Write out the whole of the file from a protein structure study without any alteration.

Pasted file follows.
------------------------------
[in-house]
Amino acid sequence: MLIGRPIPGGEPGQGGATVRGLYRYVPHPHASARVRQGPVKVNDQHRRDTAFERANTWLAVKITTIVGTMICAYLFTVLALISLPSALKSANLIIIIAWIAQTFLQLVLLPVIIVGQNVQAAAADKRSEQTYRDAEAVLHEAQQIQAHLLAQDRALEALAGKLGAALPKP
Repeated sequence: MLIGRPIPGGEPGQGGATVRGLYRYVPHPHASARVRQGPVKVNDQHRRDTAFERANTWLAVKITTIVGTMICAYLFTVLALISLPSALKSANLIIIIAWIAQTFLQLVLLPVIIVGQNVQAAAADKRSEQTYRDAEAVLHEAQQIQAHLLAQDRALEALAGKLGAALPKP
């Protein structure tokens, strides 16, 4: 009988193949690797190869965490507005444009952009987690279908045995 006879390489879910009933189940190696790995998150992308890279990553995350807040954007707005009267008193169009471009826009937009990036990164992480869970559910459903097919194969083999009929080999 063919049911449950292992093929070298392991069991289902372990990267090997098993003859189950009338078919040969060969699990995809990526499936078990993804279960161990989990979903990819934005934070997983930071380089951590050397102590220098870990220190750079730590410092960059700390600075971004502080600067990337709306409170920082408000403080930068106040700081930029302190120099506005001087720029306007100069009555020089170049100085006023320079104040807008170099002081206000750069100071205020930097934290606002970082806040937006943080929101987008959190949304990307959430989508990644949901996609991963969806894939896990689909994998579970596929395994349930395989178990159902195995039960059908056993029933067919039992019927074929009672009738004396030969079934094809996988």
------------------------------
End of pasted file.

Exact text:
[in-house]
Amino acid sequence: MLIGRPIPGGEPGQGGATVRGLYRYVPHPHASARVRQGPVKVNDQHRRDTAFERANTWLAVKITTIVGTMICAYLFTVLALISLPSALKSANLIIIIAWIAQTFLQLVLLPVIIVGQNVQAAAADKRSEQTYRDAEAVLHEAQQIQAHLLAQDRALEALAGKLGAALPKP
Repeated sequence: MLIGRPIPGGEPGQGGATVRGLYRYVPHPHASARVRQGPVKVNDQHRRDTAFERANTWLAVKITTIVGTMICAYLFTVLALISLPSALKSANLIIIIAWIAQTFLQLVLLPVIIVGQNVQAAAADKRSEQTYRDAEAVLHEAQQIQAHLLAQDRALEALAGKLGAALPKP
């Protein structure tokens, strides 16, 4: 009988193949690797190869965490507005444009952009987690279908045995 006879390489879910009933189940190696790995998150992308890279990553995350807040954007707005009267008193169009471009826009937009990036990164992480869970559910459903097919194969083999009929080999 063919049911449950292992093929070298392991069991289902372990990267090997098993003859189950009338078919040969060969699990995809990526499936078990993804279960161990989990979903990819934005934070997983930071380089951590050397102590220098870990220190750079730590410092960059700390600075971004502080600067990337709306409170920082408000403080930068106040700081930029302190120099506005001087720029306007100069009555020089170049100085006023320079104040807008170099002081206000750069100071205020930097934290606002970082806040937006943080929101987008959190949304990307959430989508990644949901996609991963969806894939896990689909994998579970596929395994349930395989178990159902195995039960059908056993029933067919039992019927074929009672009738004396030969079934094809996988």